science education resource

For K-12 Students • Educators • Homeschool Families • Naturalists

Birdsfoot Trefoil and the Honeybee - Mutualism – Symbiotic Relationships

Birdsfoot Trefoil and the Honeybee

Adaptation (Structure and Function)

Adaptation in a population of living things happens as a result of an adaptive trait. This is any inheritable trait that increases it’s survival rate so that it can live longer, reproduce longer, and have more offspring (that also have that trait). Sometimes two different species can develop adaptive traits together to suit both of them. This may also be called mutualism – a symbiotic relationship.

Birdsfoot trefoil is a common pea plant grown all over North America for feeding livestock and covering farm fields. Though common, it has a complicated flower, making it difficult to get inside to collect nectar or pollinate. Only bees can figure out how to enter a birdsfoot treefoil blossom and the honeybee is especially good at it.

When a honeybee lands on a birdsfoot trefoil blossom, it looks for nectar inside the top petal, called the flag, because it has guiding lines pointing to its base, but the nectar isn’t there. While it stands on the fused side petals looking for nectar, the bee’s feet work the petals open exposing a keel petal inside. (See illustrated handout.)

When the bee steps down onto the keel, its weight triggers the keel to bounce down – like a trampoline, and the petals spread. Then the stamens inside the keel that are covered with pollen will pop up and dust the bee’s belly. If the bee has been to another blossom already, the pistol, which also touches the bees belly, gets a dose of the pollen already stuck there. Pollination has occurred!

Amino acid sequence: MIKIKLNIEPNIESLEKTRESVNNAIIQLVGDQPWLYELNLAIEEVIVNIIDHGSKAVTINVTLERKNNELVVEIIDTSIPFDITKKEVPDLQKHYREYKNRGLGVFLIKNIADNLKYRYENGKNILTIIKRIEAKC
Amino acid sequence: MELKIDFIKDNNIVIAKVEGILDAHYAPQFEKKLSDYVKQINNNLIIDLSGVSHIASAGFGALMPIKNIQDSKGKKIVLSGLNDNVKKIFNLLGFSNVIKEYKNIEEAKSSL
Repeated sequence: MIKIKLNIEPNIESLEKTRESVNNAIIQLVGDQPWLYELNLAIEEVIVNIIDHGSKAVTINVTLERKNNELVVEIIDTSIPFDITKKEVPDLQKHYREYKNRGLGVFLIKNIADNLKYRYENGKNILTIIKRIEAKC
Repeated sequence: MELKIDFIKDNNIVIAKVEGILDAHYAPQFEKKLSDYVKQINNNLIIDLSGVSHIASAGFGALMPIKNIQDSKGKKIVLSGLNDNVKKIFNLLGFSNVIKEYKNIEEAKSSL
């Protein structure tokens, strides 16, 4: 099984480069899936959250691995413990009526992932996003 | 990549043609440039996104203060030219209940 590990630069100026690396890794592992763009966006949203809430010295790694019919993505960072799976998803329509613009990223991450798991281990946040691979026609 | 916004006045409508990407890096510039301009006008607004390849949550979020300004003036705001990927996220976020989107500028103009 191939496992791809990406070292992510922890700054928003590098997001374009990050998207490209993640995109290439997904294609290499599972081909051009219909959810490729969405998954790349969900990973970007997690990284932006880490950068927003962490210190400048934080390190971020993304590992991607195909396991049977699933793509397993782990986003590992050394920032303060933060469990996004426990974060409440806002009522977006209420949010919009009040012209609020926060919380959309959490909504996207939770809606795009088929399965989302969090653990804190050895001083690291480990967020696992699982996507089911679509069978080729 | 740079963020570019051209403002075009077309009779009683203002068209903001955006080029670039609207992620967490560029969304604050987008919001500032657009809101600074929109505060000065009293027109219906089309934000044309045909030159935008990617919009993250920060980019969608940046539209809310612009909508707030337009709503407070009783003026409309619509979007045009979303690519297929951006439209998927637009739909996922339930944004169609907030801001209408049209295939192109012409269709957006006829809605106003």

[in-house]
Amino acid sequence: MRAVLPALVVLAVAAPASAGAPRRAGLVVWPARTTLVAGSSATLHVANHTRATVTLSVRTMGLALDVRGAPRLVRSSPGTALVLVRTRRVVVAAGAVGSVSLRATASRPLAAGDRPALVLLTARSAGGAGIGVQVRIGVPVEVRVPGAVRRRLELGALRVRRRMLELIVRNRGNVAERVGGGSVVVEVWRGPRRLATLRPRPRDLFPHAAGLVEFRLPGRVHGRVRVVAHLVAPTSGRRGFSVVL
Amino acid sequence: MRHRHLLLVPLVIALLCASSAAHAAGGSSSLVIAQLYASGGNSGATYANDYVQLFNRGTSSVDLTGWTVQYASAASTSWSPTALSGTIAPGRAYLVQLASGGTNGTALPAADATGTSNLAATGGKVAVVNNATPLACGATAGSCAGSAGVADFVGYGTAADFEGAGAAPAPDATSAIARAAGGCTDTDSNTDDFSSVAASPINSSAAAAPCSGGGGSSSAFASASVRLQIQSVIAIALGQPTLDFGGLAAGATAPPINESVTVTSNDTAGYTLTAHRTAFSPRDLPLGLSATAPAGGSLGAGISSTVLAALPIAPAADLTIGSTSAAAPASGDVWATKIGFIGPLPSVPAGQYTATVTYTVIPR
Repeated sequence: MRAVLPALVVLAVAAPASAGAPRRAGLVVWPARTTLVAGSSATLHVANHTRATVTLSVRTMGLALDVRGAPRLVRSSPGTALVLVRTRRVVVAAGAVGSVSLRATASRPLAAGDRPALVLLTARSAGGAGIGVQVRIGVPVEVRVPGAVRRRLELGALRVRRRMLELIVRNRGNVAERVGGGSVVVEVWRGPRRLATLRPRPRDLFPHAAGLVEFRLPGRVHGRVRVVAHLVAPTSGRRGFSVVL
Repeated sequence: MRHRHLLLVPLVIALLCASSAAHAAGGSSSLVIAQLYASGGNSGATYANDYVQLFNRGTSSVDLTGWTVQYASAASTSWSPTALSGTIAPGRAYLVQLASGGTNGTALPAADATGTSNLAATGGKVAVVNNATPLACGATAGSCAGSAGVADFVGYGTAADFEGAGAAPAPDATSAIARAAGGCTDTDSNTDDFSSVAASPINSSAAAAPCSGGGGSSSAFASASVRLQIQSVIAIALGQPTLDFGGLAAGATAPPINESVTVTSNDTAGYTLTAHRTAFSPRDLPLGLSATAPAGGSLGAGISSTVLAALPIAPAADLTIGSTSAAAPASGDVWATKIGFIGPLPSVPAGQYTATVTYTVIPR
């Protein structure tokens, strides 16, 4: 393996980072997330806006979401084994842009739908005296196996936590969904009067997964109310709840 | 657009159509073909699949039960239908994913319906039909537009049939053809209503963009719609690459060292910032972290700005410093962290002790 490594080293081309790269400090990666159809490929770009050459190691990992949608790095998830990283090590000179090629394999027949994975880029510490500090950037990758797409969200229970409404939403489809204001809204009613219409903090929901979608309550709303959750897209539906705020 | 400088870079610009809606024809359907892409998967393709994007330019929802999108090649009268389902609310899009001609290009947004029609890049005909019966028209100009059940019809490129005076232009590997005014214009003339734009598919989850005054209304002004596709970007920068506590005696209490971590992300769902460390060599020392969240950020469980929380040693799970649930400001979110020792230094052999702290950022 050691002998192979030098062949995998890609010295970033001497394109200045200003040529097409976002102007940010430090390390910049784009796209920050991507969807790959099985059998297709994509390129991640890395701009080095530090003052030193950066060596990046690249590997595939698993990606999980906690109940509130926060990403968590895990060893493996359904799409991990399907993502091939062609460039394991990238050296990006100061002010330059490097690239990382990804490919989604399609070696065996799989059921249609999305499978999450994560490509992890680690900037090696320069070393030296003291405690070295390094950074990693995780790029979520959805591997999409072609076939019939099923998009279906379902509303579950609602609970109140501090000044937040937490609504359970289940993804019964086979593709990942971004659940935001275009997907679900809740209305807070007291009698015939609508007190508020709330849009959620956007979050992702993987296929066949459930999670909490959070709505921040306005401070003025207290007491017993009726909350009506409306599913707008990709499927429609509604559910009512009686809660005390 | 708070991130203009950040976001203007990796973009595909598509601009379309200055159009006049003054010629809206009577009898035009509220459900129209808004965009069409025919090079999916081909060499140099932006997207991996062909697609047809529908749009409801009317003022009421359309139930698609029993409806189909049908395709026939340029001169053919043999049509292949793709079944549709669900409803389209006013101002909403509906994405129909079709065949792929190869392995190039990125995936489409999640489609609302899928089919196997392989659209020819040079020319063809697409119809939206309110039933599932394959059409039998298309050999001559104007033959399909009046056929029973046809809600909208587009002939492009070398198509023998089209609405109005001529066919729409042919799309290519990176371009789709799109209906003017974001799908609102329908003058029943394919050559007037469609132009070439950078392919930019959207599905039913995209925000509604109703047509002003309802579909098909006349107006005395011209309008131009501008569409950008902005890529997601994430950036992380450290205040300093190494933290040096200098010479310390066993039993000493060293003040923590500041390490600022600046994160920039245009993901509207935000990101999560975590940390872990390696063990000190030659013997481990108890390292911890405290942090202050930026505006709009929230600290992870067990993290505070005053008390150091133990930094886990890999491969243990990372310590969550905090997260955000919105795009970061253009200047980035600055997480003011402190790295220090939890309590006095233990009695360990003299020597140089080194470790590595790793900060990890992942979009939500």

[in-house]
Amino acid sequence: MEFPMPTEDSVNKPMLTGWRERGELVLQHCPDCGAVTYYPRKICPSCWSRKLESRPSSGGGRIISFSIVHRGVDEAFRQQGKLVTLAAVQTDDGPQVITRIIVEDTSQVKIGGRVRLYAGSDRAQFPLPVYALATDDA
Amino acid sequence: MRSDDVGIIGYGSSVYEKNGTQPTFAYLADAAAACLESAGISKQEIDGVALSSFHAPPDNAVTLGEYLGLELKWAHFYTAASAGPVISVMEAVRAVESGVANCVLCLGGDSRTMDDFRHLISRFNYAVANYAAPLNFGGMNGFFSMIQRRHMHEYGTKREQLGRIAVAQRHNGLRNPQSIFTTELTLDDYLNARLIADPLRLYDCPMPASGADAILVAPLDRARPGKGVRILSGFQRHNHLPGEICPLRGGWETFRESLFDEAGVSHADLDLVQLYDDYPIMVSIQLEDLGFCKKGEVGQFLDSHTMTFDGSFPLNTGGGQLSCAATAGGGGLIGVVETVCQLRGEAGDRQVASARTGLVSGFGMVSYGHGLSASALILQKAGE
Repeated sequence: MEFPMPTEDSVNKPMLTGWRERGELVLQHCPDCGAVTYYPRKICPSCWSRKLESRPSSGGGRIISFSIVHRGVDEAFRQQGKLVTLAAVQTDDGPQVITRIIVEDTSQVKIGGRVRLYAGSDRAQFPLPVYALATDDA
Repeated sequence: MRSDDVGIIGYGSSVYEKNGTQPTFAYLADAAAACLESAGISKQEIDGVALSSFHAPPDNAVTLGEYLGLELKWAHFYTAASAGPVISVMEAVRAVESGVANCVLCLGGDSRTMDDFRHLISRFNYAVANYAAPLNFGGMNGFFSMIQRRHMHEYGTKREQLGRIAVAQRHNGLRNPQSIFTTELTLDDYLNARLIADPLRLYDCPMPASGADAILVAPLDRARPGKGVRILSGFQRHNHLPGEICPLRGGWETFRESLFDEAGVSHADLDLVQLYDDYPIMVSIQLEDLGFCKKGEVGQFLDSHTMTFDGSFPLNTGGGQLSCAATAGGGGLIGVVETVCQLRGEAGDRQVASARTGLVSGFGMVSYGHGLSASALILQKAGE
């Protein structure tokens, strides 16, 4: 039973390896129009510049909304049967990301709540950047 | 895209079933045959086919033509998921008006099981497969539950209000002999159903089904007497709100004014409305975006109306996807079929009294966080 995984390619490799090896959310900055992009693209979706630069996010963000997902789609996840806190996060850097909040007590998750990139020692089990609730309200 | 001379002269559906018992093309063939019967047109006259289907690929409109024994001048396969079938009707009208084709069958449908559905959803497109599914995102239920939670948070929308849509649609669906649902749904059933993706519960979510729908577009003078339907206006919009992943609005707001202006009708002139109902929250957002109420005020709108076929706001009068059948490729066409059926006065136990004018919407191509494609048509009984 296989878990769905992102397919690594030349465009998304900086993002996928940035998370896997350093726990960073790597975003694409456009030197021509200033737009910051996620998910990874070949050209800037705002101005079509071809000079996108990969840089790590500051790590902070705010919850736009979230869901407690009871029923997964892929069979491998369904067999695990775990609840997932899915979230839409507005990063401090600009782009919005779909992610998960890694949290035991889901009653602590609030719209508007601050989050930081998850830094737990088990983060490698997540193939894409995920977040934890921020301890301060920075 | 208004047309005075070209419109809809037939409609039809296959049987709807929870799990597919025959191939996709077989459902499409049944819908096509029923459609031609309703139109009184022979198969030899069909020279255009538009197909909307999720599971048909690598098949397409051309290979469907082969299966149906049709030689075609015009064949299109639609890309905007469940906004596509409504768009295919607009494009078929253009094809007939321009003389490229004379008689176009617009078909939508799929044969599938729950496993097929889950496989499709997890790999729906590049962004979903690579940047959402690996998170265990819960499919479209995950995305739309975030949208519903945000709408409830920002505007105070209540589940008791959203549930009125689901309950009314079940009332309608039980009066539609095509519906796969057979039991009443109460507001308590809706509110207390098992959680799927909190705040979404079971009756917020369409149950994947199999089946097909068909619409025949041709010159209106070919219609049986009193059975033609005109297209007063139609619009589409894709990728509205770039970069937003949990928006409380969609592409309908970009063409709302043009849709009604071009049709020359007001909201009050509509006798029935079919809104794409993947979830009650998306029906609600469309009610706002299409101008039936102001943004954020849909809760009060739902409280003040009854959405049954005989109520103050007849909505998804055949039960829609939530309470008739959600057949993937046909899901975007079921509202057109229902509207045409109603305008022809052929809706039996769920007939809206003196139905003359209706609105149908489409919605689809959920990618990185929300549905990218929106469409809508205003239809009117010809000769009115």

Some might wonder what the advantage is of having only one kind of insect to pollinate a plant. Why wouldn’t the plant want every insect that lands on it to pollinate it? One theory is that when a honeybee finds a flower where the nectar is ready, it signals the other bees and they all come to collect nectar at once so a lot of pollination occurs. A difficult flower makes it more likely that the nectar will be there for a visiting honeybee.

Discussion Questions and Critical Thinking:

1. Can you think of any other reason why this plant is specific to one pollinator?

2. Name other ways plants might be pollinated other than insects.

3. What might happen to the birdsfoot trefoil if the honeybees disappear? has more than 2,000 illustrated animals. Read about them, color them, label them, learn to draw them.